We did it with money from oil and gas.”According to the African Development Bank (AfDB), Equatorial Guinea’s economy has been one of the fastest-growing in Africa over the last decade.
After the discovery of large oil reserves in the 1990s, it became the third-largest producer of oil in sub-Saharan Africa, after Nigeria and Angola.
More recently, substantial gas reserves have also been discovered.
In November, US oil company Kosmos Energy made an oil discovery at its S-5 well offshore of Equatorial Guinea, according to Reuters.
Lima argues against Africa converting to a green economy before developing infrastructure with oil and gas, reasoning that “an electric car won’t last two days here because the infrastructure is missing”.
Although perhaps not an uncontroversial stance, when 600m Africans don’t have access to electricity, it is understandable that net zero carbon emission goals seem a little tone deaf.
That isn’t to say clean energy creation should be scrapped from the agenda entirely, but the agenda should be realistically tailored to a continent that isn’t on the same energy playing field as the developed world, argues Lima.
He believes that the “future resource for Africa is gas” and he points to discoveries in Mozambique and Senegal as exciting prospects for the future.
A future in which, globally, “the natural gas market will continue to see growth and will likely overtake coal by 2030 to become the world’s second leading fuel”, according to PwC’s 2019 Africa Oil & Gas Review.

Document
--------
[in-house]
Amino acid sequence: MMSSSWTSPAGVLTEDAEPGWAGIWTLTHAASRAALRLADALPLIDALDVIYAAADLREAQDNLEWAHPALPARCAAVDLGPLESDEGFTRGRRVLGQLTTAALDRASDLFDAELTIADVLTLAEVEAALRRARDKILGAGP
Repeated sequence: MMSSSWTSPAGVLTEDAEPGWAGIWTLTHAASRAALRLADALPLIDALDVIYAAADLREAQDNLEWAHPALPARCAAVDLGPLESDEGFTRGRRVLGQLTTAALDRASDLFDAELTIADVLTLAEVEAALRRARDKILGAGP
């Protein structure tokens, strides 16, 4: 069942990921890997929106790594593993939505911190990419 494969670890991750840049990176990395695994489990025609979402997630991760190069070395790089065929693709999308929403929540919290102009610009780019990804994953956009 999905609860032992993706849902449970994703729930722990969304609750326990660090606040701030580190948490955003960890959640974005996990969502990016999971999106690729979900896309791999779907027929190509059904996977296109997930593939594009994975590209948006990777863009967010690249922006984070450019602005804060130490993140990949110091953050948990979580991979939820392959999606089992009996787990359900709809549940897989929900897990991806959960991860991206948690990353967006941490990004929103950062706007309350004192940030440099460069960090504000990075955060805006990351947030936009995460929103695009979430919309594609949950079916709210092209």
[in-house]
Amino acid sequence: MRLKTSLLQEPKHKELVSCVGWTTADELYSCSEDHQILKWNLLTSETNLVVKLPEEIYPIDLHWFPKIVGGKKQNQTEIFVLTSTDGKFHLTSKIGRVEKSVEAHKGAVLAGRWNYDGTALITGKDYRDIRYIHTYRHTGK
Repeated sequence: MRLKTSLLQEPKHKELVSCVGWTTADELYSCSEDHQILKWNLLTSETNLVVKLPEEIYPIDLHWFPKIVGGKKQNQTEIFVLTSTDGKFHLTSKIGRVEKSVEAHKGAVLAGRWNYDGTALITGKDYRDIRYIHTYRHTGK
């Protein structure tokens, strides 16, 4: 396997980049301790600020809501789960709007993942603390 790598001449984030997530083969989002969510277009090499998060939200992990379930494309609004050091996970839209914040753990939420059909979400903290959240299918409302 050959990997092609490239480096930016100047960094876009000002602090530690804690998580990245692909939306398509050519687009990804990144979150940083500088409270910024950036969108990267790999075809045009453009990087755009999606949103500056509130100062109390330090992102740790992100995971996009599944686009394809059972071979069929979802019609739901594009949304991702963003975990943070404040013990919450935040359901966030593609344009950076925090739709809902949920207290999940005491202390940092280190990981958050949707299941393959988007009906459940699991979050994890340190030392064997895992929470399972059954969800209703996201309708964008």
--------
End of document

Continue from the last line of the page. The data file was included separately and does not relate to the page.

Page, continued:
Looking to the future of energy generation in Africa, the AOP spotlight was sharply focused on Senegal.
This West African nation has hosted eight major oil and gas discoveries since 2014 and “is moving closer to becoming a large-scale oil and gas producer”, according to AOP’s Doane.
As indicated in PwC’s review, oil company BP’s Teranga asset in Senegal was one of 2018’s top ten oil and gas discoveries in the world.
Its estimated resources stand at 539m barrels – 98% of which is gas.
Prior to Senegal’s oil and gas discoveries, President Macky Sall launched the Plan for an Emerging Senegal (PES) in 2012, which is a comprehensive development plan aimed at making Senegal an emerging market by 2035.
With the vast oil and gas discoveries and exploration yet to be done in the MSGBC Basin (off the coast of Senegal and Mauritania), energy is currently viewed as one of the primary drivers of growth and realising the PES vision, according to Mouhamadou Makhtar Cissé, Senegal’s minister of petroleum and energy.
Senegal remains one of the top ten fastest-growing countries in Africa, with an annual growth above 5% since 2014.
“Senegal has been one of the most stable countries in recent years, and with the advancement of an accelerated reform agenda to modernise public administration and a welcoming attitude towards foreign investors, Senegal is likely to meet the performance requirements of the PES. These projects under PES should help improve the local business climate by reducing transport and power costs, thus supporting sentiment,” says Dr Martyn Davies, managing director of emerging markets and Africa at Deloitte.
Davies does, however, caution that if the Senegalese government becomes unable to sustain such high levels of public spending, falls behind in paying back debt, and fails to stimulate greater private sector participation, it could prevent them from reaching middle-income status by 2035.